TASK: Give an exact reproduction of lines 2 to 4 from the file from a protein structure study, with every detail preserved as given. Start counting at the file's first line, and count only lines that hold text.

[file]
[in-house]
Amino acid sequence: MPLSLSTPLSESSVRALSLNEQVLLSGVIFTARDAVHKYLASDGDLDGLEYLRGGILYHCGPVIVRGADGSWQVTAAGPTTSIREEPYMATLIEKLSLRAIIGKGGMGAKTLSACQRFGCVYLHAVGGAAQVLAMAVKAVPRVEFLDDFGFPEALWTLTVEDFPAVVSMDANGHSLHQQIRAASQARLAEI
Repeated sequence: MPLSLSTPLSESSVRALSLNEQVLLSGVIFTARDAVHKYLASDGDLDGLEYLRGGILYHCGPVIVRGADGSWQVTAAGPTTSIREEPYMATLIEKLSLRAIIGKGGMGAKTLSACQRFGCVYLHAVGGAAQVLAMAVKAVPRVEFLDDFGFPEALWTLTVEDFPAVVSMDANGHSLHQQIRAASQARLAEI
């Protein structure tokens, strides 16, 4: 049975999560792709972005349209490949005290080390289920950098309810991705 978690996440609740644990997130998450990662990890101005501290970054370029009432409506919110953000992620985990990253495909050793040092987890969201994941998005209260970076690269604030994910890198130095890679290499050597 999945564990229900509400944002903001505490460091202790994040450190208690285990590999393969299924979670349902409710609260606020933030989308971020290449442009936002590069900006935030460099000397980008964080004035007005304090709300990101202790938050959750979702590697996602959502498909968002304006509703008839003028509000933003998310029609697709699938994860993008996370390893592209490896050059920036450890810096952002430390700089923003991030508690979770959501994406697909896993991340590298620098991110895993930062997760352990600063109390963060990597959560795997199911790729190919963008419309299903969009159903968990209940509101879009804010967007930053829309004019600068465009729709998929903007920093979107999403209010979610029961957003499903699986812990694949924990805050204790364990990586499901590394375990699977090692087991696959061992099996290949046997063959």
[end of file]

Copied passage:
Amino acid sequence: MPLSLSTPLSESSVRALSLNEQVLLSGVIFTARDAVHKYLASDGDLDGLEYLRGGILYHCGPVIVRGADGSWQVTAAGPTTSIREEPYMATLIEKLSLRAIIGKGGMGAKTLSACQRFGCVYLHAVGGAAQVLAMAVKAVPRVEFLDDFGFPEALWTLTVEDFPAVVSMDANGHSLHQQIRAASQARLAEI
Repeated sequence: MPLSLSTPLSESSVRALSLNEQVLLSGVIFTARDAVHKYLASDGDLDGLEYLRGGILYHCGPVIVRGADGSWQVTAAGPTTSIREEPYMATLIEKLSLRAIIGKGGMGAKTLSACQRFGCVYLHAVGGAAQVLAMAVKAVPRVEFLDDFGFPEALWTLTVEDFPAVVSMDANGHSLHQQIRAASQARLAEI
């Protein structure tokens, strides 16, 4: 049975999560792709972005349209490949005290080390289920950098309810991705 978690996440609740644990997130998450990662990890101005501290970054370029009432409506919110953000992620985990990253495909050793040092987890969201994941998005209260970076690269604030994910890198130095890679290499050597 999945564990229900509400944002903001505490460091202790994040450190208690285990590999393969299924979670349902409710609260606020933030989308971020290449442009936002590069900006935030460099000397980008964080004035007005304090709300990101202790938050959750979702590697996602959502498909968002304006509703008839003028509000933003998310029609697709699938994860993008996370390893592209490896050059920036450890810096952002430390700089923003991030508690979770959501994406697909896993991340590298620098991110895993930062997760352990600063109390963060990597959560795997199911790729190919963008419309299903969009159903968990209940509101879009804010967007930053829309004019600068465009729709998929903007920093979107999403209010979610029961957003499903699986812990694949924990805050204790364990990586499901590394375990699977090692087991696959061992099996290949046997063959």